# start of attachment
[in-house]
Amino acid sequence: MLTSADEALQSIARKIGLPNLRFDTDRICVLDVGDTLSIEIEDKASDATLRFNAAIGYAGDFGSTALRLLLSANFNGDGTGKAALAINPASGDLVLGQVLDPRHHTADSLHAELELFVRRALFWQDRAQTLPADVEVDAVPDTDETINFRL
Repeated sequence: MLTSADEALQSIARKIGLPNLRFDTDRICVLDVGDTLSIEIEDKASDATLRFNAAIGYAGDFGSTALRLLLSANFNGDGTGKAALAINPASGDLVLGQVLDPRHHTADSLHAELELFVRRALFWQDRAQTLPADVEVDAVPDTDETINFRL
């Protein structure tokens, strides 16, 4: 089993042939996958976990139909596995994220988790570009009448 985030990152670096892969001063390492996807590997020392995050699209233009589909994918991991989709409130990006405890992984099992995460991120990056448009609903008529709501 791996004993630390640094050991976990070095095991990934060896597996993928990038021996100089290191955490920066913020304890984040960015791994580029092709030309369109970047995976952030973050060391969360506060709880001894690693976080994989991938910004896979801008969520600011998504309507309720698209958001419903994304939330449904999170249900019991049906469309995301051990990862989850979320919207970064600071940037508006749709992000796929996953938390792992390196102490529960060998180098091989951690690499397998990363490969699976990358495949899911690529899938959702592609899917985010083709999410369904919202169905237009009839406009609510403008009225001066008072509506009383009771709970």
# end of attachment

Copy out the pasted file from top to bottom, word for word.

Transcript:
[in-house]
Amino acid sequence: MLTSADEALQSIARKIGLPNLRFDTDRICVLDVGDTLSIEIEDKASDATLRFNAAIGYAGDFGSTALRLLLSANFNGDGTGKAALAINPASGDLVLGQVLDPRHHTADSLHAELELFVRRALFWQDRAQTLPADVEVDAVPDTDETINFRL
Repeated sequence: MLTSADEALQSIARKIGLPNLRFDTDRICVLDVGDTLSIEIEDKASDATLRFNAAIGYAGDFGSTALRLLLSANFNGDGTGKAALAINPASGDLVLGQVLDPRHHTADSLHAELELFVRRALFWQDRAQTLPADVEVDAVPDTDETINFRL
């Protein structure tokens, strides 16, 4: 089993042939996958976990139909596995994220988790570009009448 985030990152670096892969001063390492996807590997020392995050699209233009589909994918991991989709409130990006405890992984099992995460991120990056448009609903008529709501 791996004993630390640094050991976990070095095991990934060896597996993928990038021996100089290191955490920066913020304890984040960015791994580029092709030309369109970047995976952030973050060391969360506060709880001894690693976080994989991938910004896979801008969520600011998504309507309720698209958001419903994304939330449904999170249900019991049906469309995301051990990862989850979320919207970064600071940037508006749709992000796929996953938390792992390196102490529960060998180098091989951690690499397998990363490969699976990358495949899911690529899938959702592609899917985010083709999410369904919202169905237009009839406009609510403008009225001066008072509506009383009771709970």